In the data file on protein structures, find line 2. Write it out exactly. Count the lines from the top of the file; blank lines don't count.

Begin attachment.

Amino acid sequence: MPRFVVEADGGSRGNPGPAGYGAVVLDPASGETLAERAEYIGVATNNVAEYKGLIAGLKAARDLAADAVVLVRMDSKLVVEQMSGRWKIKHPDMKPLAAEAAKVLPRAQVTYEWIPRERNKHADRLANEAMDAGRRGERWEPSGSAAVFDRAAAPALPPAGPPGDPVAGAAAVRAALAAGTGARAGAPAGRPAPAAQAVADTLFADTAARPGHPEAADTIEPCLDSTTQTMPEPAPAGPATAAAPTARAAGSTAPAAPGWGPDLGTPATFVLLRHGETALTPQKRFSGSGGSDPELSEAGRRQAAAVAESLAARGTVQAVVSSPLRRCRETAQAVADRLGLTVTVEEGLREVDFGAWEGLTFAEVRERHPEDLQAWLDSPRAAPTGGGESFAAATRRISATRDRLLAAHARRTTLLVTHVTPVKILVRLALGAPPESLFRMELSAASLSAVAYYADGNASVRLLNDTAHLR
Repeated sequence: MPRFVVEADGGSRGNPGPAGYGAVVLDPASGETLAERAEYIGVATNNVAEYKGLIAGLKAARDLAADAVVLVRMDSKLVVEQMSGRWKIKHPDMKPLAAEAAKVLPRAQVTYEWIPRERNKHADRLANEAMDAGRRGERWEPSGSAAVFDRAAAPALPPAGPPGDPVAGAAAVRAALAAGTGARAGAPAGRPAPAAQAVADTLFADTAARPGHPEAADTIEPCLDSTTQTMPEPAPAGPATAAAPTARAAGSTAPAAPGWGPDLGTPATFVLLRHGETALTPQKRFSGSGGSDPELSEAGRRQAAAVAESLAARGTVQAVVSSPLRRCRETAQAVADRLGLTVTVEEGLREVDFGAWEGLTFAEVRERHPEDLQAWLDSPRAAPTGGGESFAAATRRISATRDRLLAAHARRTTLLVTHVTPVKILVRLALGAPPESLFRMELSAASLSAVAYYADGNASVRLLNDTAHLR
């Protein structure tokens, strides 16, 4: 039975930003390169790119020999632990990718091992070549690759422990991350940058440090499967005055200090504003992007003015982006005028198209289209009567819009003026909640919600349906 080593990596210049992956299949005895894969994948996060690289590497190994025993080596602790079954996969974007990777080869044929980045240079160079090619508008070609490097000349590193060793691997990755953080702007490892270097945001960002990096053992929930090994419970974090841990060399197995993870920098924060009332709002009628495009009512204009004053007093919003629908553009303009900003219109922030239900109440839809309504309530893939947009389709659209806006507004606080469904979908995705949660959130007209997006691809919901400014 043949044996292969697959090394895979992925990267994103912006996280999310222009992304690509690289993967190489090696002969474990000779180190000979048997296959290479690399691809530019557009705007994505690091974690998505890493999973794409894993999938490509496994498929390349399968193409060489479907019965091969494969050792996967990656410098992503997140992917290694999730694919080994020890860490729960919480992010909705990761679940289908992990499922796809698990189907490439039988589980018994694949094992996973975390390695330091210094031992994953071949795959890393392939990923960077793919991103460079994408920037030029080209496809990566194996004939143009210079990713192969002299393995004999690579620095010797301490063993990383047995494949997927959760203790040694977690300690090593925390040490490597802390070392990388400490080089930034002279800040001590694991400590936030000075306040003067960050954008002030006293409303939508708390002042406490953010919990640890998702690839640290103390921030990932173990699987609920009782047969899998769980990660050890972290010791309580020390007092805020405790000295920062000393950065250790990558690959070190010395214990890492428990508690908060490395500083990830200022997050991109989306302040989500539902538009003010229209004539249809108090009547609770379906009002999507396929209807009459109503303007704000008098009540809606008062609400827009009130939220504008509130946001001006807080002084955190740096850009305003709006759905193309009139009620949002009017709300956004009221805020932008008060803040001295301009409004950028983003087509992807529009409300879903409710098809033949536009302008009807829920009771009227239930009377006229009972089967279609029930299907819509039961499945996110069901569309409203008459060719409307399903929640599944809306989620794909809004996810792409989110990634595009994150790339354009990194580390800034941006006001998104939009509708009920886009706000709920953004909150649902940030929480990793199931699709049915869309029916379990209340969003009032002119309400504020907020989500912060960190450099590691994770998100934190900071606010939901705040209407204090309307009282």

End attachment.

Repeated sequence: MPRFVVEADGGSRGNPGPAGYGAVVLDPASGETLAERAEYIGVATNNVAEYKGLIAGLKAARDLAADAVVLVRMDSKLVVEQMSGRWKIKHPDMKPLAAEAAKVLPRAQVTYEWIPRERNKHADRLANEAMDAGRRGERWEPSGSAAVFDRAAAPALPPAGPPGDPVAGAAAVRAALAAGTGARAGAPAGRPAPAAQAVADTLFADTAARPGHPEAADTIEPCLDSTTQTMPEPAPAGPATAAAPTARAAGSTAPAAPGWGPDLGTPATFVLLRHGETALTPQKRFSGSGGSDPELSEAGRRQAAAVAESLAARGTVQAVVSSPLRRCRETAQAVADRLGLTVTVEEGLREVDFGAWEGLTFAEVRERHPEDLQAWLDSPRAAPTGGGESFAAATRRISATRDRLLAAHARRTTLLVTHVTPVKILVRLALGAPPESLFRMELSAASLSAVAYYADGNASVRLLNDTAHLR